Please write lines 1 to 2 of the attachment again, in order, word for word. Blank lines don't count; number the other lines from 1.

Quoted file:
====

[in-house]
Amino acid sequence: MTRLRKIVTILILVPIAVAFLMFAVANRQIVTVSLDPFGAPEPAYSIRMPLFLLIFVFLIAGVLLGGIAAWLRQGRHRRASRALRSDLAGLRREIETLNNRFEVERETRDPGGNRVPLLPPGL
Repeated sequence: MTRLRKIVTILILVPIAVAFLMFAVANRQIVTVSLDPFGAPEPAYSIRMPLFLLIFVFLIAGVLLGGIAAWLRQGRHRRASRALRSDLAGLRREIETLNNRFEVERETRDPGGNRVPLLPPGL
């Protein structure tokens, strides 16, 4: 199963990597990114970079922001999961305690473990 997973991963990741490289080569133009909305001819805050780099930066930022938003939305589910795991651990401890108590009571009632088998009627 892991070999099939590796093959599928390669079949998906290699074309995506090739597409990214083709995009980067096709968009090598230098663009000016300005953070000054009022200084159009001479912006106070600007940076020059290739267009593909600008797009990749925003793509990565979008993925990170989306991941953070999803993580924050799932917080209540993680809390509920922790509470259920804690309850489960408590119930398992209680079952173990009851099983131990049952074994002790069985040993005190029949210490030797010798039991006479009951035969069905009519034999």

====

[in-house]
Amino acid sequence: MTRLRKIVTILILVPIAVAFLMFAVANRQIVTVSLDPFGAPEPAYSIRMPLFLLIFVFLIAGVLLGGIAAWLRQGRHRRASRALRSDLAGLRREIETLNNRFEVERETRDPGGNRVPLLPPGL